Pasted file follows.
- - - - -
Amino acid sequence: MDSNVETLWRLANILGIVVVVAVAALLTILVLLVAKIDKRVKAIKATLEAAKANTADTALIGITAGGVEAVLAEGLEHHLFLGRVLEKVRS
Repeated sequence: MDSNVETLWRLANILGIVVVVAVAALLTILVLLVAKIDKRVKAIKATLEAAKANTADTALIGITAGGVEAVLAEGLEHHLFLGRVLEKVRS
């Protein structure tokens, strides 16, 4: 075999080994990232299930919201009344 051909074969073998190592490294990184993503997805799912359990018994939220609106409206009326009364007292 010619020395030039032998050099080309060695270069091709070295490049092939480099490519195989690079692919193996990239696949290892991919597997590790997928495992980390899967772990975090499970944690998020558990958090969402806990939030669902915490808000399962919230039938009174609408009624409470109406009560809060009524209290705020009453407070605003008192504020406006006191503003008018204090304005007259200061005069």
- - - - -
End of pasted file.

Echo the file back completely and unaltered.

Amino acid sequence: MDSNVETLWRLANILGIVVVVAVAALLTILVLLVAKIDKRVKAIKATLEAAKANTADTALIGITAGGVEAVLAEGLEHHLFLGRVLEKVRS
Repeated sequence: MDSNVETLWRLANILGIVVVVAVAALLTILVLLVAKIDKRVKAIKATLEAAKANTADTALIGITAGGVEAVLAEGLEHHLFLGRVLEKVRS
């Protein structure tokens, strides 16, 4: 075999080994990232299930919201009344 051909074969073998190592490294990184993503997805799912359990018994939220609106409206009326009364007292 010619020395030039032998050099080309060695270069091709070295490049092939480099490519195989690079692919193996990239696949290892991919597997590790997928495992980390899967772990975090499970944690998020558990958090969402806990939030669902915490808000399962919230039938009174609408009624409470109406009560809060009524209290705020009453407070605003008192504020406006006191503003008018204090304005007259200061005069």